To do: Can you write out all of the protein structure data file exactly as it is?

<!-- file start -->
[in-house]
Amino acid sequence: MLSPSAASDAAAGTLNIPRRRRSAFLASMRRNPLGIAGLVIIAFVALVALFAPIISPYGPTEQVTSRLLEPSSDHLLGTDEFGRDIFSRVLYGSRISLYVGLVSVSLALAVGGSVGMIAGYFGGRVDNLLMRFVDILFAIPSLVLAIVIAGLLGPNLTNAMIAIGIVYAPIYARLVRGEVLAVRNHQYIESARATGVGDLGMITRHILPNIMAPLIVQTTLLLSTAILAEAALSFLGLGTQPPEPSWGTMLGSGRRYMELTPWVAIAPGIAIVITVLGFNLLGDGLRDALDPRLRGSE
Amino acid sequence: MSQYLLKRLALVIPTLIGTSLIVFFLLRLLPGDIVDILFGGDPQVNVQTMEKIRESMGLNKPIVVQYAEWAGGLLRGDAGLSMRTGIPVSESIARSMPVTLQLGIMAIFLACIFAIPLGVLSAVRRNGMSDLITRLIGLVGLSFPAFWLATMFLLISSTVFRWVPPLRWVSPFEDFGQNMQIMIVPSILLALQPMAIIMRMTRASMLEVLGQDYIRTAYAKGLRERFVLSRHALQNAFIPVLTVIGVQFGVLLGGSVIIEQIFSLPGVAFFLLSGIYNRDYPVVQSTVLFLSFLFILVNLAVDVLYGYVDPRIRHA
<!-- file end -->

[in-house]
Amino acid sequence: MLSPSAASDAAAGTLNIPRRRRSAFLASMRRNPLGIAGLVIIAFVALVALFAPIISPYGPTEQVTSRLLEPSSDHLLGTDEFGRDIFSRVLYGSRISLYVGLVSVSLALAVGGSVGMIAGYFGGRVDNLLMRFVDILFAIPSLVLAIVIAGLLGPNLTNAMIAIGIVYAPIYARLVRGEVLAVRNHQYIESARATGVGDLGMITRHILPNIMAPLIVQTTLLLSTAILAEAALSFLGLGTQPPEPSWGTMLGSGRRYMELTPWVAIAPGIAIVITVLGFNLLGDGLRDALDPRLRGSE
Amino acid sequence: MSQYLLKRLALVIPTLIGTSLIVFFLLRLLPGDIVDILFGGDPQVNVQTMEKIRESMGLNKPIVVQYAEWAGGLLRGDAGLSMRTGIPVSESIARSMPVTLQLGIMAIFLACIFAIPLGVLSAVRRNGMSDLITRLIGLVGLSFPAFWLATMFLLISSTVFRWVPPLRWVSPFEDFGQNMQIMIVPSILLALQPMAIIMRMTRASMLEVLGQDYIRTAYAKGLRERFVLSRHALQNAFIPVLTVIGVQFGVLLGGSVIIEQIFSLPGVAFFLLSGIYNRDYPVVQSTVLFLSFLFILVNLAVDVLYGYVDPRIRHA